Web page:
| Original Score: 2/5
If Leaving is a romantic parable, it is a dark and depressing one, emphasizing not the sensuality of attraction but rather the obsessive side of romantic behavior. This is mad love for sure, and that is not usually a pretty picture.
| Original Score: 2.5/5
The only reason to see "Leaving'' - and it's not a bad reason at all - is for the sight of Kristin Scott Thomas in a rare happy mood.
| Original Score: 2/4
As Suzanne's stair-stepping recklessness leads ever downward, from secret rendezvous to public humiliations to thievery and worse, "Leaving" trades sympathy for surprise.
| Original Score: 3/4
If "Leaving" is a story of a broken marriage, what, exactly, went wrong?
| Original Score: 1.5/4
This is one of those films that depends entirely on its star, and Thomas mixes sexuality, giddy flirtatiousness, stoic determination and agony in just the right amounts, without ever straining.
| Original Score: B+
Thomas' face, tremulous with desire one second, steely with anger the next, holds the screen every second. But the actress deserves richer material.
Kristin Scott Thomas is not only one of the best English actresses of her generation, she's one of France's best, too.
While "Leaving" is a tragedy, it's also a celebration: of the way a fine actor can tell us a story, barely needing words.
Scott Thomas walks around in jeans and a T-shirt and has that Isabelle Huppert lifelong little girl look. She's good. Pity about the movie.
Corsini has her surprises. And she has Scott Thomas, and that's really all she needs.
There have been many adultery movies over the years, but Leaving has some aspects that make it different and interesting.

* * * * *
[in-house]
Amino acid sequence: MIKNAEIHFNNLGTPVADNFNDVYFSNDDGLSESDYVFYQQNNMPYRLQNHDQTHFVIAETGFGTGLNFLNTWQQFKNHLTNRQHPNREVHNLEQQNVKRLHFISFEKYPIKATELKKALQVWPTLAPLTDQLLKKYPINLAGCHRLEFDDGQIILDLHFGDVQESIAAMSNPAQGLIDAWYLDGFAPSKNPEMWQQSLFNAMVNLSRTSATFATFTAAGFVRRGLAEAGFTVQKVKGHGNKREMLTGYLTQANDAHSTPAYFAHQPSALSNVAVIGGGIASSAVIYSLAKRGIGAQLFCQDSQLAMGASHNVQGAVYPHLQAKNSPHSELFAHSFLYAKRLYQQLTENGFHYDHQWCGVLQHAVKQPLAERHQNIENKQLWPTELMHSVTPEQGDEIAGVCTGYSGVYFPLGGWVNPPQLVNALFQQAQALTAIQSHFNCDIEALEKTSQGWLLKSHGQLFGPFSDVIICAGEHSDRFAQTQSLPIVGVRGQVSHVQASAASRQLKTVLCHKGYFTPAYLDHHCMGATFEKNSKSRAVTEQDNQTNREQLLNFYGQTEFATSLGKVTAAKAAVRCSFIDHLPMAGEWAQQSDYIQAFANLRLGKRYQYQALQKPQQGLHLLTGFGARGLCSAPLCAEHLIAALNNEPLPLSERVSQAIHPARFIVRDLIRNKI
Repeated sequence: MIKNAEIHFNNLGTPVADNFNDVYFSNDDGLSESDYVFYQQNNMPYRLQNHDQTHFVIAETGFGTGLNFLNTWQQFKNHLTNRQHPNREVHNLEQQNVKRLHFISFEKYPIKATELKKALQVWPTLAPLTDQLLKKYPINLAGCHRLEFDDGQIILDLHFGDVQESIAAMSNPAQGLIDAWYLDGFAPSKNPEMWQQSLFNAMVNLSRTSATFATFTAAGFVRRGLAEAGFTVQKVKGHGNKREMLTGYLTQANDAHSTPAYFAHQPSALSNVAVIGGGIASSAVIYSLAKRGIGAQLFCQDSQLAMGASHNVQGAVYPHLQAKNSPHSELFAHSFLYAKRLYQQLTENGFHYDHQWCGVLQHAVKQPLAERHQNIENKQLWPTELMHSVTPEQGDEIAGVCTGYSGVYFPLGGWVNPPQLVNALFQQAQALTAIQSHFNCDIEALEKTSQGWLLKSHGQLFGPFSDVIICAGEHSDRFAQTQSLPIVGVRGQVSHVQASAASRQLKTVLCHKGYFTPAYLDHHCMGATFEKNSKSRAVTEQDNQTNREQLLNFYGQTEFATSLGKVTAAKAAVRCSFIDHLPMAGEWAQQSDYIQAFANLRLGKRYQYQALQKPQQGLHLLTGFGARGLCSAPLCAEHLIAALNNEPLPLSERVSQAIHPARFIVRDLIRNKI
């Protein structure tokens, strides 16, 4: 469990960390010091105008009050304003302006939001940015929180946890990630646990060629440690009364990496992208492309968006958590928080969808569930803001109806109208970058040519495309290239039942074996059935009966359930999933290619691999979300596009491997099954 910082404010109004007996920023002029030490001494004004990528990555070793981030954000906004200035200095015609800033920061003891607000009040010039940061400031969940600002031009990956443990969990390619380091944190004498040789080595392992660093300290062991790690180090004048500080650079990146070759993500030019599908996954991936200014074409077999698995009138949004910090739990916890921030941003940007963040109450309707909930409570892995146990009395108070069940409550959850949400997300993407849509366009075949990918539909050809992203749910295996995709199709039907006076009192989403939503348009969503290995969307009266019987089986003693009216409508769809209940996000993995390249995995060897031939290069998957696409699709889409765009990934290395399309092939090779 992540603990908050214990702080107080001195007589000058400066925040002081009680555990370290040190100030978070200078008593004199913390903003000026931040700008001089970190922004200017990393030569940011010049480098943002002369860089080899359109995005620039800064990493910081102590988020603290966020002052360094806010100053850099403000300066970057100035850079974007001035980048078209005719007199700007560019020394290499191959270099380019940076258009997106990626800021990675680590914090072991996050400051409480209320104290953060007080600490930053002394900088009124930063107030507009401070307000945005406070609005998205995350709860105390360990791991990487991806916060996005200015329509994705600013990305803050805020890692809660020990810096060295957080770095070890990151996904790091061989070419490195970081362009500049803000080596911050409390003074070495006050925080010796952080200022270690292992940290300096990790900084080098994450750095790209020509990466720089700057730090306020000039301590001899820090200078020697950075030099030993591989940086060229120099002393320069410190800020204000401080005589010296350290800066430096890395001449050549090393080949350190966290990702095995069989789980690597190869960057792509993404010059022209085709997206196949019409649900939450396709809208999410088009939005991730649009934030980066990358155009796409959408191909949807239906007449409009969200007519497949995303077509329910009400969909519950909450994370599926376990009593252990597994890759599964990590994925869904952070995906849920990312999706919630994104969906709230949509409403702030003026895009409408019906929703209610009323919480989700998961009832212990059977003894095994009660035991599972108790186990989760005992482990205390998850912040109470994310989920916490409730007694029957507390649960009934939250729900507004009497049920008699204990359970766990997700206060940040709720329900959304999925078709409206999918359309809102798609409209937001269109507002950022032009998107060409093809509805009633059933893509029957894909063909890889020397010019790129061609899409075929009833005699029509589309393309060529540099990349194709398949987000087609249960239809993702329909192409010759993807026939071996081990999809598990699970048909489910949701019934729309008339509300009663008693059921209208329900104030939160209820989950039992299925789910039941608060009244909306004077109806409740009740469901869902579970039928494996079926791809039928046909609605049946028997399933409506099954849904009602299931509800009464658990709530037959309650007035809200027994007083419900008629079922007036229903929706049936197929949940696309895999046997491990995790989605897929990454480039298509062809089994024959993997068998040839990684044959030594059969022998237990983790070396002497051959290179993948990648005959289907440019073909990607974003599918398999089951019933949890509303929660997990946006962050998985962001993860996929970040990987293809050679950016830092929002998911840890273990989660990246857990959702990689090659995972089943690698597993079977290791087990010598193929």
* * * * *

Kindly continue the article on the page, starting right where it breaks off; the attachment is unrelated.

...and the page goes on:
For a triangular tale with a familiar premise, this compact feature, which was written by the director with Gaëlle Macé, proves to be uncommonly interesting.
The surrender to Eros fails to translate despite the boudoir choreography.
The plot isn't a new one (remember Lady Chatterley?), but Corsini gives it a few twists and turns that keep matters fresh and suspenseful.
Kristin Scott Thomas breathes new life into a woman who was invented by Flaubert and copied by Francoise Sagan.
A tawdry potboiler slathered riotously in portent, complete with a lamebrained detour into vengeance that only Claude Chabrol would be able to pull off.
[Kristin Scott Thomas] does what she can to best serve her scripts, even when they're hopelessly beneath her.
Tightly wound and crafted, with robust performances by Kristin Scott Thomas and recurrent Spanish Don Juan Sergi Lopez, the pic offers a rough, no-frills take on a story as old as France itself.
The ending suggests a lack of ideas, but the journey is surprising enough for that not to matter.
| Original Score: 3/5
| Original Score: 3/4